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Author Topic: resources for people interested in amateur radio  (Read 309 times)
KC9BUG
Member

Posts: 22


WWW

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« on: March 23, 2003, 02:56:19 PM »

I have been a ham for about a year now.  I have enjoyed the hobby very much.  I would have gotten in to amateur radio a number of years ago if I could have had access to  information about the basics of amateur radio and how to to get in touch with an elmer.  I searched the internet and found the information I needed to get my exam.  I was wondering if anyone thinks that a web page that had a form one could fill out to receive an information packet with basic information about the hobby, local testing sites, local clubs, and most importantly a local elmer that would help them get started? Do you think that it would be useful for recruiting new amateurs?
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WA4PTZ
Member

Posts: 528




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« Reply #1 on: March 25, 2003, 06:08:29 AM »

I see what you'd like to accomplish but having all the
right answers is usually associated with having the
right questions. It would be nice to go to one place
and find the answers but we have been taught from the
beginnings of education how to locate and process
information. When I go to "Google" and type in
"Amateur Radio" or "HAM Radio" I get several thousand
possible hits. Of course we know from experience
that they are not all related to the subject. Perhaps
a step by step description of "How to Become a HAM"
would be helpful, but here again, what question or
query would return this text ?
73 and keep thinking , new ideas are always needed.
Tim
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N5CTI
Member

Posts: 69




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« Reply #2 on: March 25, 2003, 08:35:59 AM »

ARRL has a huge number of resources available for this purpose. Prospective Hams can start with the Welcome to Amateur Radio page at http://www.remote.arrl.org/hamradio.html, and then explore the site from there.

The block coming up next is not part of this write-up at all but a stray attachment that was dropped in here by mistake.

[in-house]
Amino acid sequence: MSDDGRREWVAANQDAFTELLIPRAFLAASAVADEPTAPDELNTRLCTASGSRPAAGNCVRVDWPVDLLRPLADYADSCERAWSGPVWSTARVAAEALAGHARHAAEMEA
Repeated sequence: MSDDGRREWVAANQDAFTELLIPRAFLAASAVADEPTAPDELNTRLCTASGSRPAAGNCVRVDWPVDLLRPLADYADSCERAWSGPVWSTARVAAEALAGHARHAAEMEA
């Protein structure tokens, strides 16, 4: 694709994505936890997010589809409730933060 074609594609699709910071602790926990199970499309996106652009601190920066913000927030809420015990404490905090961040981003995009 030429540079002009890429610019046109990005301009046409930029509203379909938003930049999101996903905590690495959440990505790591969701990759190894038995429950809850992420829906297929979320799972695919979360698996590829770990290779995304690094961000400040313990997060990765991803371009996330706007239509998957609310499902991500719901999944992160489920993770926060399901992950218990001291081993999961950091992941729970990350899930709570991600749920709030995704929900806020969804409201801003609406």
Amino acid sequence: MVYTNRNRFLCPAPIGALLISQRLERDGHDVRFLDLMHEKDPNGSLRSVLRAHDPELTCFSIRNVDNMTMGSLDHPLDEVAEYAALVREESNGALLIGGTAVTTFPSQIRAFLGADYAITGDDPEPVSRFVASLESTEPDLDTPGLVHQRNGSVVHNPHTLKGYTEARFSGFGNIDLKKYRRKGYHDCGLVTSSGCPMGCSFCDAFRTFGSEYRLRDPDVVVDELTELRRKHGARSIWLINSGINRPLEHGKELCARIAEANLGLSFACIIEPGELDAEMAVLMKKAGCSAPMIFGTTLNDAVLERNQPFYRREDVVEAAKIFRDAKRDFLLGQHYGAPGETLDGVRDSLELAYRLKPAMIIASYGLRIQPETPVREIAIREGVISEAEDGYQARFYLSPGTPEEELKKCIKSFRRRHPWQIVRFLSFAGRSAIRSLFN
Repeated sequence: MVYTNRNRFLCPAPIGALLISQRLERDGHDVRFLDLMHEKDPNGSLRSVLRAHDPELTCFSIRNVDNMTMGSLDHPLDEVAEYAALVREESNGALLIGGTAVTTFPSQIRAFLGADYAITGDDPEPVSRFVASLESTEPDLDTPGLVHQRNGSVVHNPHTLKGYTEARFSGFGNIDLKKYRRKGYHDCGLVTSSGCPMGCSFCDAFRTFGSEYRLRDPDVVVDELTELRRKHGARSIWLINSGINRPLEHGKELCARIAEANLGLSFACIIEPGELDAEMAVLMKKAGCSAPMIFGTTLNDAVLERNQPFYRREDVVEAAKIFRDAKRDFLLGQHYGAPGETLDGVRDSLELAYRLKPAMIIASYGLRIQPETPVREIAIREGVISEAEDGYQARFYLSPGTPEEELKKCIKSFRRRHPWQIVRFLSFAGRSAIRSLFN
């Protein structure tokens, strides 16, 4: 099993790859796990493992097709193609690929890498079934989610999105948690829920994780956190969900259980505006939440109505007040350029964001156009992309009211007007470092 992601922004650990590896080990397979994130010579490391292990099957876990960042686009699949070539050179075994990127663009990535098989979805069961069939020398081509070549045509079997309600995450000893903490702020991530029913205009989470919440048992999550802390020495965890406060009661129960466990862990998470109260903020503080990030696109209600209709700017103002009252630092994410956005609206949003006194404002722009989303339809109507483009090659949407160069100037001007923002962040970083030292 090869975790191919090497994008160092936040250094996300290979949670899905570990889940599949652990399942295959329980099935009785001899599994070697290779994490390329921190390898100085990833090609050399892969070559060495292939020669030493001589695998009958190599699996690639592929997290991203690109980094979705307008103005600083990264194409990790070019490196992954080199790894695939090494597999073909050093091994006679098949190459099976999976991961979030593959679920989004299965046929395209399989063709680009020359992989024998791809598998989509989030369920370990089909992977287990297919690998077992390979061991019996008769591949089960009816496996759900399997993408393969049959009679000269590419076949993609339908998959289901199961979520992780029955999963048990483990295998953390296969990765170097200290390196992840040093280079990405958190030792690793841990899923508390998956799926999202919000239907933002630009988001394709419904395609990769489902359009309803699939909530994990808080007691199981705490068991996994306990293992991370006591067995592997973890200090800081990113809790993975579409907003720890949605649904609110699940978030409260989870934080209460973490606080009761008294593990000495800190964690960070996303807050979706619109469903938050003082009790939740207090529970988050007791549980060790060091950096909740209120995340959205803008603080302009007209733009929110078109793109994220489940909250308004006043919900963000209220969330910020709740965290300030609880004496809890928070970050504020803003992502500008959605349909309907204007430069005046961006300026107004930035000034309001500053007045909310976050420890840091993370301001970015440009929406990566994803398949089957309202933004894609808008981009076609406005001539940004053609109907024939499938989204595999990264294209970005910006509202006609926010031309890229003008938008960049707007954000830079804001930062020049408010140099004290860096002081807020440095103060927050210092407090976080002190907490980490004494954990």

For printed materials, the ARRL catalog has quite an array of different publications. Those on the Help for Beginners page (http://www.arrl.org/catalog/index.php3?category=Help+for+Beginners) can be useful at describing what Hams can do, and there are some youth-targeted novels about Amateur Radio in their History/Adventure section (http://www.arrl.org/catalog/index.php3?category=History%2FAdventure). None of these printed materials are free, but they're not free for ARRL (or others) to produce, either.

There's so much involved in Amateur Radio that a relatively small pamphlet wouldn't go very far. The Welcome to Amateur Radio web page mentioned above probably comes the closest, but it doesn't even begin to scratch the surface.

I certainly appreciate your desire to share your enthusiasm for Amateur Radio with your friends. I have the same desire. I'm kind of a low-key guy anyway, so I just talk to folks about what I'm doing as a Ham so they're exposed to it, and if something interests them, they'll pursue it with me. If not, I'm not trying to twist their arms to do something they're not really interested in anyway.

Good luck!

73

Boyd / N5CTI
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